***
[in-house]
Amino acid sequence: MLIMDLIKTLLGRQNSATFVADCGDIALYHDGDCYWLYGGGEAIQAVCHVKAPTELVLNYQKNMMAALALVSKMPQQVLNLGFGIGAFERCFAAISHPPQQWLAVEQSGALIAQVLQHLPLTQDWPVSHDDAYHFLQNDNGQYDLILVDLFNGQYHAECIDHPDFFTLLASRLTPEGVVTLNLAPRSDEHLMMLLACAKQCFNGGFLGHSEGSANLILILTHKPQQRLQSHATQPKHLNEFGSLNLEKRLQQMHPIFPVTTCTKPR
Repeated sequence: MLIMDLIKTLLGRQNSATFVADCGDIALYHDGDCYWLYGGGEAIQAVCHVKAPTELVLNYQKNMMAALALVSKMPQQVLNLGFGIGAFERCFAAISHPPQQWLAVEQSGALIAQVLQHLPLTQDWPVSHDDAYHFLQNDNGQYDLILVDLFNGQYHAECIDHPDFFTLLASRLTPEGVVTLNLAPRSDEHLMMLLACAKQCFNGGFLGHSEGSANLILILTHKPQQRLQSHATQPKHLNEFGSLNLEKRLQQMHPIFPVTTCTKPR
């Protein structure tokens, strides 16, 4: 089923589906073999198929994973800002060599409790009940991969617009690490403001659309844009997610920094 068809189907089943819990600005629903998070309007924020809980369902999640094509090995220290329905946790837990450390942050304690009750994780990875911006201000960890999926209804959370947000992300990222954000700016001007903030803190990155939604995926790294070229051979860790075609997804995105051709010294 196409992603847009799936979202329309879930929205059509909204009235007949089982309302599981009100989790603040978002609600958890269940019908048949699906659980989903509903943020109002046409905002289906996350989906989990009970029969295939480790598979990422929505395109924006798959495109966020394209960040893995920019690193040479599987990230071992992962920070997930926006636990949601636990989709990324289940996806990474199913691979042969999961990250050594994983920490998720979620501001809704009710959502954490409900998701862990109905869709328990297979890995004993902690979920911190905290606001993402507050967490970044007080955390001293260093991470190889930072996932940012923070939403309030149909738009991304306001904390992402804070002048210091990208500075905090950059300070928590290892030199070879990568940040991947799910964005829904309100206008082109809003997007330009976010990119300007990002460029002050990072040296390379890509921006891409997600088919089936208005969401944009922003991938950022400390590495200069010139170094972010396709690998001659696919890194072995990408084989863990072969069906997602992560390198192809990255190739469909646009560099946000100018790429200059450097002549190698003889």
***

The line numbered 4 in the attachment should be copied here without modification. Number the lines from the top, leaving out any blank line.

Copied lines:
């Protein structure tokens, strides 16, 4: 089923589906073999198929994973800002060599409790009940991969617009690490403001659309844009997610920094 068809189907089943819990600005629903998070309007924020809980369902999640094509090995220290329905946790837990450390942050304690009750994780990875911006201000960890999926209804959370947000992300990222954000700016001007903030803190990155939604995926790294070229051979860790075609997804995105051709010294 196409992603847009799936979202329309879930929205059509909204009235007949089982309302599981009100989790603040978002609600958890269940019908048949699906659980989903509903943020109002046409905002289906996350989906989990009970029969295939480790598979990422929505395109924006798959495109966020394209960040893995920019690193040479599987990230071992992962920070997930926006636990949601636990989709990324289940996806990474199913691979042969999961990250050594994983920490998720979620501001809704009710959502954490409900998701862990109905869709328990297979890995004993902690979920911190905290606001993402507050967490970044007080955390001293260093991470190889930072996932940012923070939403309030149909738009991304306001904390992402804070002048210091990208500075905090950059300070928590290892030199070879990568940040991947799910964005829904309100206008082109809003997007330009976010990119300007990002460029002050990072040296390379890509921006891409997600088919089936208005969401944009922003991938950022400390590495200069010139170094972010396709690998001659696919890194072995990408084989863990072969069906997602992560390198192809990255190739469909646009560099946000100018790429200059450097002549190698003889």